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A woman carries her son as she begs for money at a red light on a Shanghai street in March. Reuters
A woman carries her son as she begs for money at a red light on a Shanghai street in March. REUTERS

Wanted: a level playing field

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As the countdown continues to Cambodia’s general elections scheduled for July 28, all parties – indeed all of the nation’s citizens – would benefit from a real discussion of the impact of foreign investment and development programs and policies this past decade that have helped grow the nation’s economy, but also have been perceived by some as contributing to a widening divide between the nation’s haves and the have nots, and between the connected and disconnected.

The reality remains that a significant gap exists between the richest and poorest families in Cambodia just as in numerous countries across Asia and the Pacific region. Visitors to the Kingdom may well contrast their luxury accommodations in Phnom Penh or Siem Reap with the images of rural and urban poverty that remain all too common today.

There is no denying that Cambodia today is much better off than under the murderous policies of the Khmer Rouge. Indeed, Asia today has lifted hundreds of millions out of poverty over the past few decades.

The inconvenient truth remains, however, that the vast majority of the world’s poor people still live in Asia. Stretching from the Caucusus to the distant Pacific islands, the region remains home to two-thirds of the world’s poor, and an estimated 1.7 billion people still struggle on less than $2 a day in Asia, according to the Asian Development Bank (ADB), a regional financial institution focused on poverty reduction and that has provided a range of development assistance to Cambodia.

From urban slums to impoverished rural areas, some 700 million still live on less than US$1 a day, according to the ADB.

Too often, ethnic minorities and indigenous peoples are among those who remain marginalised and excluded from the benefits of the region’s growth.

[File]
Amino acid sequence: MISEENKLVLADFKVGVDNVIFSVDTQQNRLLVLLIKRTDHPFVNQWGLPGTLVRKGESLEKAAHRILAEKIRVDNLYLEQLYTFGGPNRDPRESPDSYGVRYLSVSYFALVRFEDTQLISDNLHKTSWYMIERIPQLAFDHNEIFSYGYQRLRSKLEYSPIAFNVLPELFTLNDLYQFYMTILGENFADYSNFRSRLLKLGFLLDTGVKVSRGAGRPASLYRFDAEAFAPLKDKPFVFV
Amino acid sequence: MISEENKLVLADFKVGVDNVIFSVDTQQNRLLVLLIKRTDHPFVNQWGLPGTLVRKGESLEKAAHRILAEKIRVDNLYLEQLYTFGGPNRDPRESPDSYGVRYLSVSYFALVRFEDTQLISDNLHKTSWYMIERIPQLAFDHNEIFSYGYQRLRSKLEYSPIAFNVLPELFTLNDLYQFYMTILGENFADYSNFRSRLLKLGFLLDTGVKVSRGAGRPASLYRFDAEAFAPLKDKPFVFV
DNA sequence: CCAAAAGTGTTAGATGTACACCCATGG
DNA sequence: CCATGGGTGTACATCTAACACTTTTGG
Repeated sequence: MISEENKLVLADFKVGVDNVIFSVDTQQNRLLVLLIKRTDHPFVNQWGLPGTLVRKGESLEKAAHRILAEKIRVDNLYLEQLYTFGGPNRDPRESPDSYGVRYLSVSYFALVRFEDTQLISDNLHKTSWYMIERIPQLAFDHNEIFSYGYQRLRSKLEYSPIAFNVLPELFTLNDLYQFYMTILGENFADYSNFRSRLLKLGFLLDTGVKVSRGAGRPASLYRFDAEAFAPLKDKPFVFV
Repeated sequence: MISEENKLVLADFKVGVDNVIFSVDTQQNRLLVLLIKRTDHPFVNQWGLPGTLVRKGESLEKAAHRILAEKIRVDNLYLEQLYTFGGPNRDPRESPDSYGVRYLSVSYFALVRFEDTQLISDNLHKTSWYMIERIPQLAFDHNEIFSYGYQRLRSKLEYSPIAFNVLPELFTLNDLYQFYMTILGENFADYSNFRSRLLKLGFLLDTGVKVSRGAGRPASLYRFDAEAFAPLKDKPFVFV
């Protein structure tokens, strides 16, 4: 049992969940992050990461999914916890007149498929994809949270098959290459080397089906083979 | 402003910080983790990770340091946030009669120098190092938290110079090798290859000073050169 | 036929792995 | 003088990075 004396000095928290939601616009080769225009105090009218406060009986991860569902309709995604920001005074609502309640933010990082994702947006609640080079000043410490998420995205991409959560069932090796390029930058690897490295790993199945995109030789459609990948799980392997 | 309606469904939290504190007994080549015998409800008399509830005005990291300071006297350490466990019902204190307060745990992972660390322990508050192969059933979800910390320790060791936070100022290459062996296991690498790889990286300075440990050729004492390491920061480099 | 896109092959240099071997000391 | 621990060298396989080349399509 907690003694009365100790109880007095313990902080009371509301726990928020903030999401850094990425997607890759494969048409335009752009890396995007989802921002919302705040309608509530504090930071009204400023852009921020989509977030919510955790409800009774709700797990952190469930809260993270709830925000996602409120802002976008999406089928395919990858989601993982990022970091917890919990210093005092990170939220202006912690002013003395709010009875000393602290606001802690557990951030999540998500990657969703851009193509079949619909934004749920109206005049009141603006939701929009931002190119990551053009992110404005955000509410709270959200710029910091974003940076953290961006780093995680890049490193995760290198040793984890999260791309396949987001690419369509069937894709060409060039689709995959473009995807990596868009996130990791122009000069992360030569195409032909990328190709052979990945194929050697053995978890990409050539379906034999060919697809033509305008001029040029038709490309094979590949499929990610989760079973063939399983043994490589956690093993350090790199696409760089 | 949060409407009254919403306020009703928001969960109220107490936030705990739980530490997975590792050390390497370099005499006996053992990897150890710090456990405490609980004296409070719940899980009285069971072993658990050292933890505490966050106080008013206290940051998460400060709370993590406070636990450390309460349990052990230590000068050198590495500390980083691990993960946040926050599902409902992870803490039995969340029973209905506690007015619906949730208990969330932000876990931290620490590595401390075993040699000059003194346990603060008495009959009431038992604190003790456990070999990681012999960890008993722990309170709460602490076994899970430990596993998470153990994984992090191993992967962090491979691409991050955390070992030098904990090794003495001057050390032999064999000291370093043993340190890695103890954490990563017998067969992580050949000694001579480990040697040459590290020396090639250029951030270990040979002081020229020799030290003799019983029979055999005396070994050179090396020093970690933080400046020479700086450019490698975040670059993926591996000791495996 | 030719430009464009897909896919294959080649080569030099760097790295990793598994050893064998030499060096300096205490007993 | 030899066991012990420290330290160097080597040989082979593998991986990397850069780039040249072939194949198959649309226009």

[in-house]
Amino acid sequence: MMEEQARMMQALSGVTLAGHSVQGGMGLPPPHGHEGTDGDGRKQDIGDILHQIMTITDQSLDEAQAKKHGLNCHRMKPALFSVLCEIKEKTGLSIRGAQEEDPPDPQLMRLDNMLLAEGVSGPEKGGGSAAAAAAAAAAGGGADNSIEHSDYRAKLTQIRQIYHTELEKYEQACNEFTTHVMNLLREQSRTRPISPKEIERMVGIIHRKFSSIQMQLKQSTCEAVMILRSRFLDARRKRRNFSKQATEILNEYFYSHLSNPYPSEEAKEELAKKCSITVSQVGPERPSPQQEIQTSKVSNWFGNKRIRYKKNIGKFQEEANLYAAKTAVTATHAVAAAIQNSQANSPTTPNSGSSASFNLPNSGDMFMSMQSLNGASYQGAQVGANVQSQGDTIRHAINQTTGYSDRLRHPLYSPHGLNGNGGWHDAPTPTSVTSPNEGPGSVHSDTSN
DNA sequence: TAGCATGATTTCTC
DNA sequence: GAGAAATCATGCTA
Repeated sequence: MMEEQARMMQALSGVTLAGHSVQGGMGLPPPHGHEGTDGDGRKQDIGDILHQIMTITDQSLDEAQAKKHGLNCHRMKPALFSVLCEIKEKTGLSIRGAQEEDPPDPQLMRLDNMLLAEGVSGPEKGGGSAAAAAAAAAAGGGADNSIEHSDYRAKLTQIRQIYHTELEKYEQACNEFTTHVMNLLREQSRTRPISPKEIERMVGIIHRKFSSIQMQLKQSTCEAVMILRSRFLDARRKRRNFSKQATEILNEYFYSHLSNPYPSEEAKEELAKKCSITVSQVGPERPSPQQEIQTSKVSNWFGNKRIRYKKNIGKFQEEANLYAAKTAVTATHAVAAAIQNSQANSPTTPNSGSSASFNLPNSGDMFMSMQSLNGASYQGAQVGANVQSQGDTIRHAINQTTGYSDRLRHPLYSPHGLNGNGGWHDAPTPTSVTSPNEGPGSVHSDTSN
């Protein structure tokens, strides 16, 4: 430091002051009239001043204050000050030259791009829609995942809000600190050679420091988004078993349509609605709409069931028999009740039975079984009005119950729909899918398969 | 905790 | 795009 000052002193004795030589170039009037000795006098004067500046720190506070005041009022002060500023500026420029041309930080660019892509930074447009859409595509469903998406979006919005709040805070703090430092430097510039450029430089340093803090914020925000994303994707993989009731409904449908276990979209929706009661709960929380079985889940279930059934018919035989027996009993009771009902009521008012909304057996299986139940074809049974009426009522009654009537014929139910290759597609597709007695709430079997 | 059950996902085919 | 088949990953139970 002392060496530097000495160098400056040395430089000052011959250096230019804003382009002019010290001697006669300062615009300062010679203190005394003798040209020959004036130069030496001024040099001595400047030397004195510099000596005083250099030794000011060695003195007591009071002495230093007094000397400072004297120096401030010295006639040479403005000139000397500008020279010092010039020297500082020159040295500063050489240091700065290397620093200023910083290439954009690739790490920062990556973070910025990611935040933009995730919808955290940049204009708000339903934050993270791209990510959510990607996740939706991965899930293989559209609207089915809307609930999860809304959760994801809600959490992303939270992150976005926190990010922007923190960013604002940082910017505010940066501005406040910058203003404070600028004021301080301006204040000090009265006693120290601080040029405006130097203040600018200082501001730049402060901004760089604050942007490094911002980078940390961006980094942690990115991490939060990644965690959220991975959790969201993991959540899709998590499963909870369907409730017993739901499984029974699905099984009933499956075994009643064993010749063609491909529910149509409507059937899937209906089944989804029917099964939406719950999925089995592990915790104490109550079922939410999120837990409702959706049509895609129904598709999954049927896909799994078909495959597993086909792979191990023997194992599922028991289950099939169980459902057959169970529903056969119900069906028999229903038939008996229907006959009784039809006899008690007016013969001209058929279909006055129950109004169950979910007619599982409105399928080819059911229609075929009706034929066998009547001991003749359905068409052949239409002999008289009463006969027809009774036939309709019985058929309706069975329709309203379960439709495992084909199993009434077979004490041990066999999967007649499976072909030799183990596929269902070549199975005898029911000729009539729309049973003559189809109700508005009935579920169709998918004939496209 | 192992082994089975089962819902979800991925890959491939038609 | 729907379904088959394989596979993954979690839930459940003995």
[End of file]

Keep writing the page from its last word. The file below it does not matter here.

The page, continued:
This remains the case in many parts of Southeast Asia, including in the once pariah nation of Myanmar, as well as in nations that, like Malaysia and Thailand, have succeeded by many economic measures in overcoming the Asian financial crisis of more than a decade ago.

Indeed, some 43 per cent of the Asia-Pacific region’s population still do not have access to improved sanitation facilities, and Asia’s cities, burdened by burgeoning populations, often are marked by deteriorating sanitation and environmental conditions and inadequate housing and infrastructure.

For three and one-half years, under presidents Barack Obama and George W Bush, I served on the Board of Directors of the ADB, representing the United States. Now based in Thailand, I was struck by the answers from students at Chulalongkorn University’s Sasin Graduate Institute of Business Administration, when I posed the question: “Which nation in Asia is the most ‘unequal’ when it comes to the much-discussed Gini coefficient, or index – a measure of income inequality?”

India, Vietnam and Pakistan were among the responses. How, I wonder, would Cambodia’s citizens respond to that question? Perhaps, like those Thai students, many would be surprised by how “unequal” or equal their countries are.

According to the CIA World Factbook, the widely referenced resource site, while sub-Saharan African nations top the charts as the most unequal in the world, Thailand and Hong Kong are described as the most unequal in Asia.

Cambodia is rated as the 73rd most unequal nation in the world – a relatively “good” or more equal rating. Sweden is described as having the most equal distribution of average family income. (The United States is described as the 41st most unequal nation.)